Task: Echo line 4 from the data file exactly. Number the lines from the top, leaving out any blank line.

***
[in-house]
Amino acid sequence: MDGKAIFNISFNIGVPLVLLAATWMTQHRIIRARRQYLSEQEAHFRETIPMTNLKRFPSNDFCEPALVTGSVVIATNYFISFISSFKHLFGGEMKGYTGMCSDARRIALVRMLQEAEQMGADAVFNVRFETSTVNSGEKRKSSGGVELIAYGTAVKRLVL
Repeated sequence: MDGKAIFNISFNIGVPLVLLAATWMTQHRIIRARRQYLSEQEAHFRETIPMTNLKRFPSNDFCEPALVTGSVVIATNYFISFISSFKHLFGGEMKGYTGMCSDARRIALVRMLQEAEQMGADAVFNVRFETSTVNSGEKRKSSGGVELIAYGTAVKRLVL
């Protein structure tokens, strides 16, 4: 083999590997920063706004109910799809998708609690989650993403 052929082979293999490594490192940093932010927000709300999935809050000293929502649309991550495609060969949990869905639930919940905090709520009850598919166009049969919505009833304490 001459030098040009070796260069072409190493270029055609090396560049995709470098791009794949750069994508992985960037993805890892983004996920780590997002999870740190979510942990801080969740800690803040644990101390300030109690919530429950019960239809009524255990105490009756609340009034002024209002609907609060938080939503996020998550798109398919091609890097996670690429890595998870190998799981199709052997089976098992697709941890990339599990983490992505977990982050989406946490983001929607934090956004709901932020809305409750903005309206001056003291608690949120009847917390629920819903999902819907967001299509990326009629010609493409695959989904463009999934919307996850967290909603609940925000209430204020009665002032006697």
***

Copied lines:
């Protein structure tokens, strides 16, 4: 083999590997920063706004109910799809998708609690989650993403 052929082979293999490594490192940093932010927000709300999935809050000293929502649309991550495609060969949990869905639930919940905090709520009850598919166009049969919505009833304490 001459030098040009070796260069072409190493270029055609090396560049995709470098791009794949750069994508992985960037993805890892983004996920780590997002999870740190979510942990801080969740800690803040644990101390300030109690919530429950019960239809009524255990105490009756609340009034002024209002609907609060938080939503996020998550798109398919091609890097996670690429890595998870190998799981199709052997089976098992697709941890990339599990983490992505977990982050989406946490983001929607934090956004709901932020809305409750903005309206001056003291608690949120009847917390629920819903999902819907967001299509990326009629010609493409695959989904463009999934919307996850967290909603609940925000209430204020009665002032006697």